Tell Karl that you will look at his proposal to consider what is reasonable and feasible, and possibly bring an item to the board so it can direct the superintendent to consider doing a feasibility study that looks at the pros and cons of contracting for custodial and maintenance services versus keeping it in-house. Don't make any promises. When Karl and other supporters seek "compensation" for their campaign help, keep in mind that, to be an effective school board member, you cannot perpetually be eyeing the next election. Tomorrow brings a different day, a different issue, and the potential for a different response.

Snapshot #47:

The Lobbyist Seeks a Payback

At a chamber of commerce dinner recognizing outstanding leaders in town, you are seated next to a lobbyist who contributed to your election campaign. Between bites of the familiar rubber chicken, the lobbyist talks nonstop about a client he has who is trying to do business with the school system. You can't seem to steer the conversation in another direction, even though you try. What should you do?


Explain to the lobbyist that the proper move for him to make would be to talk to the superintendent and appropriate staff and that you would be happy to alert both to expect his call. Suggest he send you some written material about his client so you can be more informed. To politely end the conversation, sacrifice the rubber chicken, get out of your chair, and circulate throughout the room. Work the room diligently, going from table to table, shaking hands, and chatting with people. This action will have multi-benefits: it gets you away from your unwanted dinner companion; it impresses people with your sincerity as you demonstrate that, even though the campaign is over, you still like to stop and talk to them; it helps with personal weight control because it will prevent you from overeating.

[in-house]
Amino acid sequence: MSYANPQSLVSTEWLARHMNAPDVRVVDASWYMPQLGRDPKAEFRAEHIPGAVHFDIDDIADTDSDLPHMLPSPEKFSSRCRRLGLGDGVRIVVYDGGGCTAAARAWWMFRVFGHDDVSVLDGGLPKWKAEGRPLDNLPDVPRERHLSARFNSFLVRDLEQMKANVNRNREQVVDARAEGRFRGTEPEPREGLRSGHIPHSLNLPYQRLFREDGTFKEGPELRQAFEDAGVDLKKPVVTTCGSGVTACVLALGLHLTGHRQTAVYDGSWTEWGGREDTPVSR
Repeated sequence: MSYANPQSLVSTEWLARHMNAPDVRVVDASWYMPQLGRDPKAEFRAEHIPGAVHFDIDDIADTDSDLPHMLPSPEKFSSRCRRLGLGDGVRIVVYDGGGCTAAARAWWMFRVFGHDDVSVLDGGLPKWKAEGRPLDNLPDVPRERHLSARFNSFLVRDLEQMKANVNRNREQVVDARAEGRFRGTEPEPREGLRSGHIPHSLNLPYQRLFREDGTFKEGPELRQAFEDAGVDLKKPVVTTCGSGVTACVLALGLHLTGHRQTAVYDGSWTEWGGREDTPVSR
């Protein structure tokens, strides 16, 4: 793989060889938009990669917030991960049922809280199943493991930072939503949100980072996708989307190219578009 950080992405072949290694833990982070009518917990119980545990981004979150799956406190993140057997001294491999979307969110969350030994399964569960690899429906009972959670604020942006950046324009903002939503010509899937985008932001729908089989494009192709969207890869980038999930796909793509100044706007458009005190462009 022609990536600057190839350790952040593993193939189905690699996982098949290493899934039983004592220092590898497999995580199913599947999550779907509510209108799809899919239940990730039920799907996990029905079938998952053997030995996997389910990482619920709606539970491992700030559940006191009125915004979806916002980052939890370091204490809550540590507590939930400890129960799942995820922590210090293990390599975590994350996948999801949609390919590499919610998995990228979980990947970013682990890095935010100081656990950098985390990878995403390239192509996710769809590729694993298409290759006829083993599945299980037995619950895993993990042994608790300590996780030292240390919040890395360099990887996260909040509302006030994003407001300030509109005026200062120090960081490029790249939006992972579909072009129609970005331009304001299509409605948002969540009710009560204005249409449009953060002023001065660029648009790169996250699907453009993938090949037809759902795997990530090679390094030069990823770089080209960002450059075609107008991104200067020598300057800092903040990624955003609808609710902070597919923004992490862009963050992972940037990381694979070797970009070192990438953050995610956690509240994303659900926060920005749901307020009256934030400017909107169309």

Snapshot #48:

The Chronic Complainer

Cranky constituents are a challenge. Abigail is a retired nurse with time on her hands and complaints on her mind. Her passion is to whine about the school system and she is an expert at it. She stores her complaints in mental torpedo tubes. While you are busy using your school board knowledge to try and deflect one complaint, she is mentally getting ready to fire the next one. Abigail's view of the school system is that: it has too many administrators; the students don't need computer-books are better; there's no discipline in schools; the superintendent's salary is too high; her tax dollars are being wasted; the Japanese score higher than Americans in every subject. According to Abigail, when she went to school, everything was better, cheaper, and safer. Her memory of school mirrors Garrison Keillor's famous and fictitious "Lake Wobegon," where all the teachers have master's degrees and all the children are above average. It's almost impossible to win the complaint war with Abigail or other chronic education bashers by using logical, rational explanations based on your knowledge as a school board member. What should you do?